• Upon approval, the expense is bundled up into an email and sent to the 3rd party payer organization.
  • The 3rd party payer has all the information they need to review the expense and can access the SharePoint environment to dig into the details (primarily audit history to verify the “truth” of the expenses).
  • 3rd party payer can approve or reject the payment using their own internal process.  They record that outcome back in the SharePoint site (which triggers an email notification to appropriate people).
  • In future, it would be nice to cut out this stilly email process and instead feed the expense information directly into their system.

In conclusion, there’s a life style here that I describe from the professional consultant’s point of view, but which applies almost equally to full time employees in a BA and/or power user role.  Work patiently with the experts in your company and extract the core business requirements as best you can.  With a deep understanding of SharePoint features and functions to draw upon, more often than not, you’ll be able to answer concerns and offer ways to improve everyone’s work day leveraging core SharePoint features.

***Important note: I really don’t mean to compare AP people to serial killers.  However, I could probably name some AP pro’s who have probably wished they could get a restraining order against me stalking them and asking over and over again.  “Where’s my check?”  “Where’s my check?”  “Where’s my check?”

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SharePoint – What’s It Good For? A Health Care Mini Case Study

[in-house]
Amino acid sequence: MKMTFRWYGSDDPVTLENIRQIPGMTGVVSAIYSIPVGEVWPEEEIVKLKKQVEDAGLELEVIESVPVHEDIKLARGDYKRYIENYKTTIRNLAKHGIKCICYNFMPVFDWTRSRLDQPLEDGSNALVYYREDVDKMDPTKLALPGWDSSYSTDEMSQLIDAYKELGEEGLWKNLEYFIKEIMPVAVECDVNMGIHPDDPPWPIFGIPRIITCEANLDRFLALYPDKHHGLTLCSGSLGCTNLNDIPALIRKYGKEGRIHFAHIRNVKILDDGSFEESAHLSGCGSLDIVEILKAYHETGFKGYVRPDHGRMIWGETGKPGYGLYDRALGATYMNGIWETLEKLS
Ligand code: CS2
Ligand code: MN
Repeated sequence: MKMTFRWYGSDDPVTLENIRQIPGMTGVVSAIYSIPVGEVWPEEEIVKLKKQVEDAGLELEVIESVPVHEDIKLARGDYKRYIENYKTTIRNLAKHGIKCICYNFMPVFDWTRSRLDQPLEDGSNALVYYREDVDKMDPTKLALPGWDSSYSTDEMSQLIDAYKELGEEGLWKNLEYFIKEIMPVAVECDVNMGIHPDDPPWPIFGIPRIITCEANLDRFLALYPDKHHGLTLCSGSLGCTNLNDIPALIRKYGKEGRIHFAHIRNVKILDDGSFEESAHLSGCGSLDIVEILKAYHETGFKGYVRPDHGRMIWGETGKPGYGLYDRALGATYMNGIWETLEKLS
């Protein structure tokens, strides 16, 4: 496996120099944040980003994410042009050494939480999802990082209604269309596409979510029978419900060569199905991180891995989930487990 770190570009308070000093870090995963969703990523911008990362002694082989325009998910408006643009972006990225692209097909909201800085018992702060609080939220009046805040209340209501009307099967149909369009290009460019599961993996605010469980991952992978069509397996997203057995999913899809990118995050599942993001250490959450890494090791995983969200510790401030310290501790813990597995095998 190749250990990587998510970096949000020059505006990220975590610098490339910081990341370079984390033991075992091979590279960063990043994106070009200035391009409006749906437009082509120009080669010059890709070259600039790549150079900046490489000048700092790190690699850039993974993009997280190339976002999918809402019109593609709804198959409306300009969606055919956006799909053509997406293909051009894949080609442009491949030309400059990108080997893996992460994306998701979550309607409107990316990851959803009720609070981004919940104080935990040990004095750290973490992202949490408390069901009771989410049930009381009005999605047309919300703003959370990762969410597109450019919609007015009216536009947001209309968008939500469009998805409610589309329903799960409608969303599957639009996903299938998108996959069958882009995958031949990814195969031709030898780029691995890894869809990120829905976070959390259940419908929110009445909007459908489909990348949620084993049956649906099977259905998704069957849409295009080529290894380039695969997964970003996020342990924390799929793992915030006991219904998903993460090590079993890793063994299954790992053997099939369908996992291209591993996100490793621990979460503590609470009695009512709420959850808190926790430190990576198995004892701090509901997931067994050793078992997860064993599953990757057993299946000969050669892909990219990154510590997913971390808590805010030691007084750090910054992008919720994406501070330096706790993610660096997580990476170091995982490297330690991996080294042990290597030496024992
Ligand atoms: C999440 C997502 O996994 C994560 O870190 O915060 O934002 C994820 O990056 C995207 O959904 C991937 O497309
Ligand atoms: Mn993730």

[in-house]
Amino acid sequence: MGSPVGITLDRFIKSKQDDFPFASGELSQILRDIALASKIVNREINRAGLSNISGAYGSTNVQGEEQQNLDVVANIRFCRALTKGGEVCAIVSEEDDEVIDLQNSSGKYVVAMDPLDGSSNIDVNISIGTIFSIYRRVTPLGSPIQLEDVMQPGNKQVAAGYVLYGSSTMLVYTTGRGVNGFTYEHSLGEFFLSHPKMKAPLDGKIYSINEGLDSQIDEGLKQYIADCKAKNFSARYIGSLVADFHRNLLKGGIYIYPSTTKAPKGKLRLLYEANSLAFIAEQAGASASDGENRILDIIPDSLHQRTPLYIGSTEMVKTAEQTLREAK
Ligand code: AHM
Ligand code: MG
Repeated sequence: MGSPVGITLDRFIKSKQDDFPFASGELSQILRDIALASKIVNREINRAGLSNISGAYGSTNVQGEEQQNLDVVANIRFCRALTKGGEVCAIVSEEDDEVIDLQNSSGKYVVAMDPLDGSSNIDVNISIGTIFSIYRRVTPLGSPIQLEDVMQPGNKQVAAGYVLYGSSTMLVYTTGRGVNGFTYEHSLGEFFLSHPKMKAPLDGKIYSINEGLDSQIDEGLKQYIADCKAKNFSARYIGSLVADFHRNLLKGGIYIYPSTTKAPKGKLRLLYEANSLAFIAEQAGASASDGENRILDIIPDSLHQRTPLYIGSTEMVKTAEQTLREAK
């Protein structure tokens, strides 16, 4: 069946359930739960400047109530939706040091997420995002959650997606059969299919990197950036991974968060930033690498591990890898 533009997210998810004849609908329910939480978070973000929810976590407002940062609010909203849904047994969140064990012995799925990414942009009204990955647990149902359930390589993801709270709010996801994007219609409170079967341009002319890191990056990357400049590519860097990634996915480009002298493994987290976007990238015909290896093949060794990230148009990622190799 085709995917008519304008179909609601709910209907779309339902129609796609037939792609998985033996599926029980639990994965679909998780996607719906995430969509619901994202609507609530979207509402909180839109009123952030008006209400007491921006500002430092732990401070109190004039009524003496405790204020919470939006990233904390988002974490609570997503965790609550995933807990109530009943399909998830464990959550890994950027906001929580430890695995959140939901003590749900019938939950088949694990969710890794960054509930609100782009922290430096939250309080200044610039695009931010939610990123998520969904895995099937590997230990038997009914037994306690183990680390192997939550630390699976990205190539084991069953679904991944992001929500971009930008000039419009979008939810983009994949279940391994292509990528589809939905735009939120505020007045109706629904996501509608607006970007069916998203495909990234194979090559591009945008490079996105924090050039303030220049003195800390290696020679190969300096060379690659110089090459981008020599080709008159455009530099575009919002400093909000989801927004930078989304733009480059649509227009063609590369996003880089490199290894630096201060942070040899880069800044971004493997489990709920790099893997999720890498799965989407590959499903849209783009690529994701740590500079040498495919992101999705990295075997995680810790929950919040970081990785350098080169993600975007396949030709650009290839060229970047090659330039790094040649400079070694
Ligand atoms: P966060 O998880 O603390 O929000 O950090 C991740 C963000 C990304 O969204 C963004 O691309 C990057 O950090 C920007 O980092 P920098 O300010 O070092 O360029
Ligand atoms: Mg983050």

[Note: this blog post is cross posted at Mark Miller’s site here: http://www.endusersharepoint.com/?p=1897]

One of my company’s more unusual clients is a New York City doctor who is a leader in his particular field of medicine (eye care).  Like many doctors, he has a strong interest in research.  He wanted to do some research on a rare eye disorder that affects a relatively small number of people in the U.S. and Canada.  I don’t know the number, but it’s really too small for a large pharmaceutical company to invest its own private funds with an eye toward eventual commercial success.  I’m sure large pharma’s do some amount of research into rare diseases, but I believe that the U.S. government is probably the largest source of funding.  Like anything, resources are scarce.  Many doctors across the country want to perform research and trials.  As a result, there’s more than a little competition for that government funding.  This is where my company and SharePoint enter the picture.